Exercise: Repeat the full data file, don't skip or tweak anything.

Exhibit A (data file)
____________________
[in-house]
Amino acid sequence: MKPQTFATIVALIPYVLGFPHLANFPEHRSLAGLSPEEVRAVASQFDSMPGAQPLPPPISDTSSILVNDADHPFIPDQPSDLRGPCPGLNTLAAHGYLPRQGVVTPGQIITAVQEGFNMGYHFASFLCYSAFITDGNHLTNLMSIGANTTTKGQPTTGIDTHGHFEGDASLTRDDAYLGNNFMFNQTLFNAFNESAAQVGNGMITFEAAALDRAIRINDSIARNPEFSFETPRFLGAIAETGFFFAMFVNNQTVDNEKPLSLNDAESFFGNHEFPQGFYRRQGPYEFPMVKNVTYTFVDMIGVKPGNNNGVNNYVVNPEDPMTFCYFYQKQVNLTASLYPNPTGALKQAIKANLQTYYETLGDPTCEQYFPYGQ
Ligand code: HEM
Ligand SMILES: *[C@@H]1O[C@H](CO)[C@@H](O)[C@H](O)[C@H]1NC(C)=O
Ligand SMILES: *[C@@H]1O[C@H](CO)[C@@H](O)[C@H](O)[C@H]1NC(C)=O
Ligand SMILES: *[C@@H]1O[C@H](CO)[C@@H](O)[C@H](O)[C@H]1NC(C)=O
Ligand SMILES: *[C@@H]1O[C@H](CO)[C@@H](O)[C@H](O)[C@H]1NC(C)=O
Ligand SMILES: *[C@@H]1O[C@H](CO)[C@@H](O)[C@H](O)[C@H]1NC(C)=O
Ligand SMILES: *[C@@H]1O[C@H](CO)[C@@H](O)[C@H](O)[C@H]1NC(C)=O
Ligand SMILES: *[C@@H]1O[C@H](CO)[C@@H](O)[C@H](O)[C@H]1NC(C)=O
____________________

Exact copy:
[in-house]
Amino acid sequence: MKPQTFATIVALIPYVLGFPHLANFPEHRSLAGLSPEEVRAVASQFDSMPGAQPLPPPISDTSSILVNDADHPFIPDQPSDLRGPCPGLNTLAAHGYLPRQGVVTPGQIITAVQEGFNMGYHFASFLCYSAFITDGNHLTNLMSIGANTTTKGQPTTGIDTHGHFEGDASLTRDDAYLGNNFMFNQTLFNAFNESAAQVGNGMITFEAAALDRAIRINDSIARNPEFSFETPRFLGAIAETGFFFAMFVNNQTVDNEKPLSLNDAESFFGNHEFPQGFYRRQGPYEFPMVKNVTYTFVDMIGVKPGNNNGVNNYVVNPEDPMTFCYFYQKQVNLTASLYPNPTGALKQAIKANLQTYYETLGDPTCEQYFPYGQ
Ligand code: HEM
Ligand SMILES: *[C@@H]1O[C@H](CO)[C@@H](O)[C@H](O)[C@H]1NC(C)=O
Ligand SMILES: *[C@@H]1O[C@H](CO)[C@@H](O)[C@H](O)[C@H]1NC(C)=O
Ligand SMILES: *[C@@H]1O[C@H](CO)[C@@H](O)[C@H](O)[C@H]1NC(C)=O
Ligand SMILES: *[C@@H]1O[C@H](CO)[C@@H](O)[C@H](O)[C@H]1NC(C)=O
Ligand SMILES: *[C@@H]1O[C@H](CO)[C@@H](O)[C@H](O)[C@H]1NC(C)=O
Ligand SMILES: *[C@@H]1O[C@H](CO)[C@@H](O)[C@H](O)[C@H]1NC(C)=O
Ligand SMILES: *[C@@H]1O[C@H](CO)[C@@H](O)[C@H](O)[C@H]1NC(C)=O